China Encourages Solar-Product Makers to Expand Amid Supply Glut
Feb. 24 (Bloomberg) -- China set targets for increasing production capacity at "key" polysilicon and solar cell makers to boost domestic installations and spur expansion even as prices tumble amid a global supply glut.
China wants each "leading" company to have 50,000 tons a year of polysilicon capacity by 2015 and targets 5 gigawatts for each leading solar-cell maker, according to a five-year plan for the industry posted on the Ministry of Industry and Information Technology website today.
The move will make the manufacturers stronger and more competitive to help meet demand as China pursues a target of 15 gigawatts of solar farms by 2015, Gao Hongling, deputy secretary-general of the China Photovoltaic Industry Alliance, said by phone today. "If the scale isn't up, there's never enough financing for the integrated use of byproducts."
The plan doesn't say how many companies will be involved and whether the targets mean an overall capacity increase. It's "difficult" to estimate future growth, Gao said.
The government's push for expansion comes as prices of solar cells more than halved last year due to global excess capacity. The average spot price for polysilicon has tumbled 59 percent from a year earlier to $29.28 a kilogram, according to Bloomberg New Energy Finance.
"China imported half its polysilicon from overseas companies; this means there's still room for domestic producers," Gao said. "The key is whether they have capability to grab a share in the market and to lower costs." Gao's organization is a conduit between solar companies and the government.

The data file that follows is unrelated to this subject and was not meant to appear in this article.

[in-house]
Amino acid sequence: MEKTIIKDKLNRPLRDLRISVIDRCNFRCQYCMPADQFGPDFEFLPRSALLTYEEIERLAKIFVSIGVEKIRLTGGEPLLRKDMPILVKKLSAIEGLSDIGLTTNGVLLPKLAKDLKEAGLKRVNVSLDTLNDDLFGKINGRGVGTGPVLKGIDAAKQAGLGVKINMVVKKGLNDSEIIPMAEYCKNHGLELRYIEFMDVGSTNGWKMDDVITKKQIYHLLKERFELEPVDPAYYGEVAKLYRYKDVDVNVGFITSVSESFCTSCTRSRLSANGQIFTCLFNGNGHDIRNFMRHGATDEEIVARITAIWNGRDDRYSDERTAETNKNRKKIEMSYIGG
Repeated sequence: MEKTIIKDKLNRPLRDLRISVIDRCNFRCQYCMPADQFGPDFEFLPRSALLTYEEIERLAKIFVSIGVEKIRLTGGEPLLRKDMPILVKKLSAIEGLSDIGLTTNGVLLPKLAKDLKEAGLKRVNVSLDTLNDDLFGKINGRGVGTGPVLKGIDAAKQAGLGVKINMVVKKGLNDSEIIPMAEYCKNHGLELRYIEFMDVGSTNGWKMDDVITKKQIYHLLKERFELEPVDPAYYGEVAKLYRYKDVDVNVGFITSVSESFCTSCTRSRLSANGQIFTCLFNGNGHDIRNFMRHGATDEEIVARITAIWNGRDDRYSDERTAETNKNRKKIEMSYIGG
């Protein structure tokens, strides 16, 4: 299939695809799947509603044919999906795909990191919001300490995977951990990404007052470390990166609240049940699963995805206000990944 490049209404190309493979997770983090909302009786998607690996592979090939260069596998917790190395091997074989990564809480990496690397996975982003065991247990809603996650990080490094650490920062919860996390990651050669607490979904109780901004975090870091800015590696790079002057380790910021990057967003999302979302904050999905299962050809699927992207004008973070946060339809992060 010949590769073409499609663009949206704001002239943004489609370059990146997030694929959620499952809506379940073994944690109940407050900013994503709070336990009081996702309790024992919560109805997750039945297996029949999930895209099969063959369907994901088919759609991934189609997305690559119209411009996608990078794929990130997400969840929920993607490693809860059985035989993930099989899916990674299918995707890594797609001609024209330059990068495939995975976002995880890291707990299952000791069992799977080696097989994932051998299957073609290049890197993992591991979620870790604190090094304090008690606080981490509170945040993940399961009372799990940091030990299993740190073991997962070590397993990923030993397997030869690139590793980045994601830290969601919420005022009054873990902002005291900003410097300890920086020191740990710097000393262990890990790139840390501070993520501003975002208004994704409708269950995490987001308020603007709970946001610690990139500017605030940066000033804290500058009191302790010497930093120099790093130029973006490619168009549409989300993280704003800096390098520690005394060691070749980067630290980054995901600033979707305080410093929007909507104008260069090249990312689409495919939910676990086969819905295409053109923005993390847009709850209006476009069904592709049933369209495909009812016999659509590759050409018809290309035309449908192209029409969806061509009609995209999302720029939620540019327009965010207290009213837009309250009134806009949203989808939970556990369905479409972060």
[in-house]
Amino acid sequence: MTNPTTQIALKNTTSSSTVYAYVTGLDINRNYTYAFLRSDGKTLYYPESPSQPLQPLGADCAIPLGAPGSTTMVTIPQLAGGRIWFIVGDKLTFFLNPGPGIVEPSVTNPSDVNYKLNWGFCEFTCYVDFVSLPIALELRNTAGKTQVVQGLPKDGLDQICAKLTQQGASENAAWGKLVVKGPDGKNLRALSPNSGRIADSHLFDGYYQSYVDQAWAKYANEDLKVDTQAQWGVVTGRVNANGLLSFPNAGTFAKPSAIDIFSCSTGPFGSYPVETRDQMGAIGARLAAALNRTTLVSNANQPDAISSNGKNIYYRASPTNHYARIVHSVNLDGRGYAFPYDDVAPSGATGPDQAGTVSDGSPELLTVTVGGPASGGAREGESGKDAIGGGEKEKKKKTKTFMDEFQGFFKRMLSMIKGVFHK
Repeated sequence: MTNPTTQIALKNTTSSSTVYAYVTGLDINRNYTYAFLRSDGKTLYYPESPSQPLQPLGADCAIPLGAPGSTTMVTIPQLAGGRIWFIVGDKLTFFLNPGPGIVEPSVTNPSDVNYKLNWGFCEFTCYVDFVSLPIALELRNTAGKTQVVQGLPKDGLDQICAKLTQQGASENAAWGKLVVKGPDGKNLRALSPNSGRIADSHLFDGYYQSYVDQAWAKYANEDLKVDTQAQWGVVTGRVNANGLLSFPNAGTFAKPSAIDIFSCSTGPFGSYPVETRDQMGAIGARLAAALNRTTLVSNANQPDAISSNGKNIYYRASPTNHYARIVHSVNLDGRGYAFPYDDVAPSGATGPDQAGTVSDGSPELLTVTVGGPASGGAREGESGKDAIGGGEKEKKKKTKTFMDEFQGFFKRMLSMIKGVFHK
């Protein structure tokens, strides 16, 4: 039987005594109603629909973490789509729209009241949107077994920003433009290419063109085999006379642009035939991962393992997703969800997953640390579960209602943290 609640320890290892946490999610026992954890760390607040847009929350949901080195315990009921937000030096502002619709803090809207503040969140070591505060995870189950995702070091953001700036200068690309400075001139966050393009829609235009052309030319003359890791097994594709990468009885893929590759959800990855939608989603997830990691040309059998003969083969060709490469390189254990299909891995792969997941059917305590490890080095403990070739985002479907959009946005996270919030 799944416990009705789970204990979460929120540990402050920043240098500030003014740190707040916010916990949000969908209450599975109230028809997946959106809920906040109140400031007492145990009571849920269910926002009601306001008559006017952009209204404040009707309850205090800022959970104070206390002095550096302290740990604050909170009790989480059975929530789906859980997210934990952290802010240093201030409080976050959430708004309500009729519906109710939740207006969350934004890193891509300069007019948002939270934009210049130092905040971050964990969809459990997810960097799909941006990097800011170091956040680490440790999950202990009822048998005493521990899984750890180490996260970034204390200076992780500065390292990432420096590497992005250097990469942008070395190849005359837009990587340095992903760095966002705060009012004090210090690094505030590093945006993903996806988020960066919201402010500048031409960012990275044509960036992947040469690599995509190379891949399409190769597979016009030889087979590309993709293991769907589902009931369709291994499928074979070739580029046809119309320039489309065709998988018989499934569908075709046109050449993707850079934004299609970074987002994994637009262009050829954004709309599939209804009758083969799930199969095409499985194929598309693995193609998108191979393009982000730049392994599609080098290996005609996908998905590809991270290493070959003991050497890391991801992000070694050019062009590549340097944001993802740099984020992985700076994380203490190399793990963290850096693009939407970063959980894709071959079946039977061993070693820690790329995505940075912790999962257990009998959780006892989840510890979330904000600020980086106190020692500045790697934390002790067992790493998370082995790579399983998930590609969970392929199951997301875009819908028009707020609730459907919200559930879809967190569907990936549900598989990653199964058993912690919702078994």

GCL-Poly Energy Holdings Ltd., China's largest polysilicon maker, was 4,000 tons short of the new target last year, with 46,000 tons of capacity. Suntech Power Holdings Co., the world's biggest solar-panel maker, had annual solar-cell capacity of 2.4 gigawatts as of the end of the third quarter.
The nation has idled about 30 percent of polysilicon production and won't resume until prices recover, according to Xie Chen, an analyst from the China Nonferrous Metals Industrial Association, a trade group that advises the government.
"Chinese firms shut down not only because prices declined, but also they can't drag costs lower than the spot price," she said.
China installed about 2.7 gigawatts of solar farms last year, Gao said. "As planned by the country, the installation will have a steady growth year on year, which will create demand for solar-power products."
Panel makers Suntech and Trina Solar Ltd. expect about 4 gigawatts of solar panels to be erected in the country this year to absorb some of the industry's excess inventory.
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